The first eight months of 2022 have been absolutely brutal for growth stocks. A toxic combination of rising interest rates, reopening headwinds for pandemic beneficiaries, and tepid consumer spending have all conspired to send even high-quality growth stocks down by huge amounts.

But for those with a long-term perspective, today's beaten-down growth stocks could present tremendous bargains when looking a few years down the road.

In fact, when looking at recent operating metrics for last year's darlings, Sea Limited (SE 5.21%) and LendingClub (LC 1.23%), there's still a lot to like. That's why long-term oriented investors shouldn't hesitate to load up on these two names for the long haul.

Sea Limited sank on second-quarter earnings, but it's making all the right moves

Sea Limited had been recovering from its first-half swoon up until its recent second-quarter earnings report, after which the stock retreated another 25% toward its May lows.

The drop most likely had to do with management's withdrawal of guidance for the rest of the year, which is something investors never like. The reason, Chief Corporate Officer Yanjun Wang said on the conference call with analysts, was that management is now optimizing the rest of the year for efficiency and profitability, not revenue growth, as it had in the past.

"We will see the growth -- top-line growth more as an output at this stage, not as a target," he said. "And what is the target now is going to be increasingly efficiency improvements and long-term health and strength and profitability of the platform."

To be sure, Sea's revenue growth showed a sharp deceleration to just 29% last quarter, which is much lower than investors had grown accustomed to. Of course, the company's three main businesses are in gaming, e-commerce, and digital payments and finance, with the first two particularly hard hit by tough comparisons to the pandemic period and lower consumer spending.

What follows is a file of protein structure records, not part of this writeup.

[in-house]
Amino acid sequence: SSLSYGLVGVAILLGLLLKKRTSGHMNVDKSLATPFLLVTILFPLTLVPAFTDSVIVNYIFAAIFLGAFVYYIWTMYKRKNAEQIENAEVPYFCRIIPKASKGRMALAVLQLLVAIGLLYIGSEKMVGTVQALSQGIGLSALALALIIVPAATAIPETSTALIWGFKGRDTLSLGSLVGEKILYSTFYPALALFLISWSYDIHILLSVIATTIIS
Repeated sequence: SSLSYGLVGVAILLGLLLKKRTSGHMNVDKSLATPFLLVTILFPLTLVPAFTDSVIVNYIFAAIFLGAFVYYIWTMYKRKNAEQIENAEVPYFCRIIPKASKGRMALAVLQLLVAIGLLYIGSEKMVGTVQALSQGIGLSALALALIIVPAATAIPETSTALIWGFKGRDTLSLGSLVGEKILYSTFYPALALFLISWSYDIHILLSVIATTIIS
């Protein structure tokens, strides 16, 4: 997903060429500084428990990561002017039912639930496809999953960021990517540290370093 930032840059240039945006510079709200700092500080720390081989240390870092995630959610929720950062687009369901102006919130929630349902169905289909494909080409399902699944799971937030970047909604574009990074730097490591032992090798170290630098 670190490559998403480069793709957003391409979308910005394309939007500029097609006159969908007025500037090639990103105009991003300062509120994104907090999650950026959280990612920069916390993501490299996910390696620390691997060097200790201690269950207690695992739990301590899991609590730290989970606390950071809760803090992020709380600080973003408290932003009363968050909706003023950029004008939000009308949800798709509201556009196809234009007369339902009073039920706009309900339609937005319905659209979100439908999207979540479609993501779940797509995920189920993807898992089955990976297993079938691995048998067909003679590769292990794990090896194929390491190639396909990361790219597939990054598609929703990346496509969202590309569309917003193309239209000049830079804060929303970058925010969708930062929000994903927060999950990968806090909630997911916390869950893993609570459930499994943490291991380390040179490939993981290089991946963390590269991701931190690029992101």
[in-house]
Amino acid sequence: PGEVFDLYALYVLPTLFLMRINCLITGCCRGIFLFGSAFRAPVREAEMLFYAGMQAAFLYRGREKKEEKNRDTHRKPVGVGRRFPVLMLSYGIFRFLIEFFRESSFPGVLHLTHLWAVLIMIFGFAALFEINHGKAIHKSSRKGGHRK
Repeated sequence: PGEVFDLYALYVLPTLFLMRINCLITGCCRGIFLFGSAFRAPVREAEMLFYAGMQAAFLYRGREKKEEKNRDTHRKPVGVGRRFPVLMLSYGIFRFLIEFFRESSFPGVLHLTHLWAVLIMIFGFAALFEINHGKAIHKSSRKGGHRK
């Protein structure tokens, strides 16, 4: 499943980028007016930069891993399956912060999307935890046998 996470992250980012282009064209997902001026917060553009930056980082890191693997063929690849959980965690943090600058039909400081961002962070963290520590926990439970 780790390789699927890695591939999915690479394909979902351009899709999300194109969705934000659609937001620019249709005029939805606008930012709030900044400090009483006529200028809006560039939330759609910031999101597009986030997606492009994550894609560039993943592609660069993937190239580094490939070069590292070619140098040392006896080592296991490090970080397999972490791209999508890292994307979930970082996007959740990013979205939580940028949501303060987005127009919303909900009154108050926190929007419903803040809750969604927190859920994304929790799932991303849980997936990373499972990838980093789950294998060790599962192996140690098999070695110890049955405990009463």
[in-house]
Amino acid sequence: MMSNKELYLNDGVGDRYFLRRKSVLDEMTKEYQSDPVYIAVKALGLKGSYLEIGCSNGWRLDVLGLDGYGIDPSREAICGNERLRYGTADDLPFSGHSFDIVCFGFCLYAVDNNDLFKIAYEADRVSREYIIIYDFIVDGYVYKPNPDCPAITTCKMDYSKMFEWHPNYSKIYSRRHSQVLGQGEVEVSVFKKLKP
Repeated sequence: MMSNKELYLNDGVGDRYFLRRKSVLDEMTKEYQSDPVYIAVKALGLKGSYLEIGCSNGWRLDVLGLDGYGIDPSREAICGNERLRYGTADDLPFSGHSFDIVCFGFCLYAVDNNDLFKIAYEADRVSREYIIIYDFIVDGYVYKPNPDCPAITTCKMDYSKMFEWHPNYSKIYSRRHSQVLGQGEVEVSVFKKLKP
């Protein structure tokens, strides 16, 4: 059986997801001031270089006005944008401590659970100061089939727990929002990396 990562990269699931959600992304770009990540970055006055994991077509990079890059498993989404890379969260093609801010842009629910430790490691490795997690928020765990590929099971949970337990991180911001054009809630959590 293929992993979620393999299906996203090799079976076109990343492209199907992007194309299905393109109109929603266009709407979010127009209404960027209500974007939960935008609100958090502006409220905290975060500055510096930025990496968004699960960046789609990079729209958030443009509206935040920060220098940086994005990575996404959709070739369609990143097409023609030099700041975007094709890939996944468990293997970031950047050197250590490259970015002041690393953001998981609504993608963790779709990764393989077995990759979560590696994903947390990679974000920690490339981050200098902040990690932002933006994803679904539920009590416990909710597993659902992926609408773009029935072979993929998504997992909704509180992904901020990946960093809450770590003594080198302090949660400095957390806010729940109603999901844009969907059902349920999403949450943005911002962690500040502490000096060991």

Of note, Sea's gaming division is dominated by Free Fire, which has seen a big drop in revenue relative to the year-ago quarter. Gaming revenue was down 10%, but bookings were down an even sharper 39%. Segment EBITDA (earnings before interest, taxes, depreciation, and amortization) plunged 55% to just $333.7 million. 

Yet while gaming is the only profitable division, I would argue the Shopee e-commerce and SeaMoney digital finance platforms are actually more valuable. Fortunately, those segments seem on very solid ground.

Shopee managed to grow its revenue 51% year over year (56% ex-foreign currency), even though last year's second quarter still had Southeast Asian economies under pandemic conditions, with the year-ago quarter growing a stunning 160.7%. Therefore, the two-year "stacked" growth was about 98% annualized. That's really impressive, and just about the best e-commerce growth rate one will find anywhere in the world these days, especially compared with the U.S. or China.

SeaMoney is also growing gangbusters, up 214% to $279 million. SeaMoney only makes up about 9.5% of revenue, but investors shouldn't minimize its growing importance. After all, rival MercadoLibre (MELI 1.09%) is also a combined e-commerce and fintech platform, and its digital financial platform revenue is now approaching that of its older e-commerce marketplace revenue and is likely to surpass it at some point.